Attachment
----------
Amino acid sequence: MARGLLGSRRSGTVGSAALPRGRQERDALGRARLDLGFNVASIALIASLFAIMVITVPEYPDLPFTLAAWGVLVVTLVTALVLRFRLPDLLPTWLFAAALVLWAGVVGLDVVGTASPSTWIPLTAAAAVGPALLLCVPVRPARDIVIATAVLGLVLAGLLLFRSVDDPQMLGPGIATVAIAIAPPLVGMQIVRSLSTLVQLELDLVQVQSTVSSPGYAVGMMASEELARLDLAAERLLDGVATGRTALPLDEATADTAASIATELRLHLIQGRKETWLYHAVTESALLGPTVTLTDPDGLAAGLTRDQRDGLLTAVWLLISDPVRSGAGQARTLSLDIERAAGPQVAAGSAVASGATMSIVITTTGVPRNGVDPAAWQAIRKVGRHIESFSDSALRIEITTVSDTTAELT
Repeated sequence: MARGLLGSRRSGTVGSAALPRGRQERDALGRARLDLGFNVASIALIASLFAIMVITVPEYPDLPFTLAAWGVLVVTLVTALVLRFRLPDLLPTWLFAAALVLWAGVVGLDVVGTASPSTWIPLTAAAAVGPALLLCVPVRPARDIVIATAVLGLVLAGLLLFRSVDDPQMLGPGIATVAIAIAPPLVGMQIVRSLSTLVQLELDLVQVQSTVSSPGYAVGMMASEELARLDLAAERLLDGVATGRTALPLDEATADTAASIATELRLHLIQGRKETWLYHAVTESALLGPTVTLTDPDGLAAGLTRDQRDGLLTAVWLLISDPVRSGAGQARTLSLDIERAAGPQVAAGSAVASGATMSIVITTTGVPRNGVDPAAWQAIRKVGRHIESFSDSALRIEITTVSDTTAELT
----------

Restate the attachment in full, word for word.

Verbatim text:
Amino acid sequence: MARGLLGSRRSGTVGSAALPRGRQERDALGRARLDLGFNVASIALIASLFAIMVITVPEYPDLPFTLAAWGVLVVTLVTALVLRFRLPDLLPTWLFAAALVLWAGVVGLDVVGTASPSTWIPLTAAAAVGPALLLCVPVRPARDIVIATAVLGLVLAGLLLFRSVDDPQMLGPGIATVAIAIAPPLVGMQIVRSLSTLVQLELDLVQVQSTVSSPGYAVGMMASEELARLDLAAERLLDGVATGRTALPLDEATADTAASIATELRLHLIQGRKETWLYHAVTESALLGPTVTLTDPDGLAAGLTRDQRDGLLTAVWLLISDPVRSGAGQARTLSLDIERAAGPQVAAGSAVASGATMSIVITTTGVPRNGVDPAAWQAIRKVGRHIESFSDSALRIEITTVSDTTAELT
Repeated sequence: MARGLLGSRRSGTVGSAALPRGRQERDALGRARLDLGFNVASIALIASLFAIMVITVPEYPDLPFTLAAWGVLVVTLVTALVLRFRLPDLLPTWLFAAALVLWAGVVGLDVVGTASPSTWIPLTAAAAVGPALLLCVPVRPARDIVIATAVLGLVLAGLLLFRSVDDPQMLGPGIATVAIAIAPPLVGMQIVRSLSTLVQLELDLVQVQSTVSSPGYAVGMMASEELARLDLAAERLLDGVATGRTALPLDEATADTAASIATELRLHLIQGRKETWLYHAVTESALLGPTVTLTDPDGLAAGLTRDQRDGLLTAVWLLISDPVRSGAGQARTLSLDIERAAGPQVAAGSAVASGATMSIVITTTGVPRNGVDPAAWQAIRKVGRHIESFSDSALRIEITTVSDTTAELT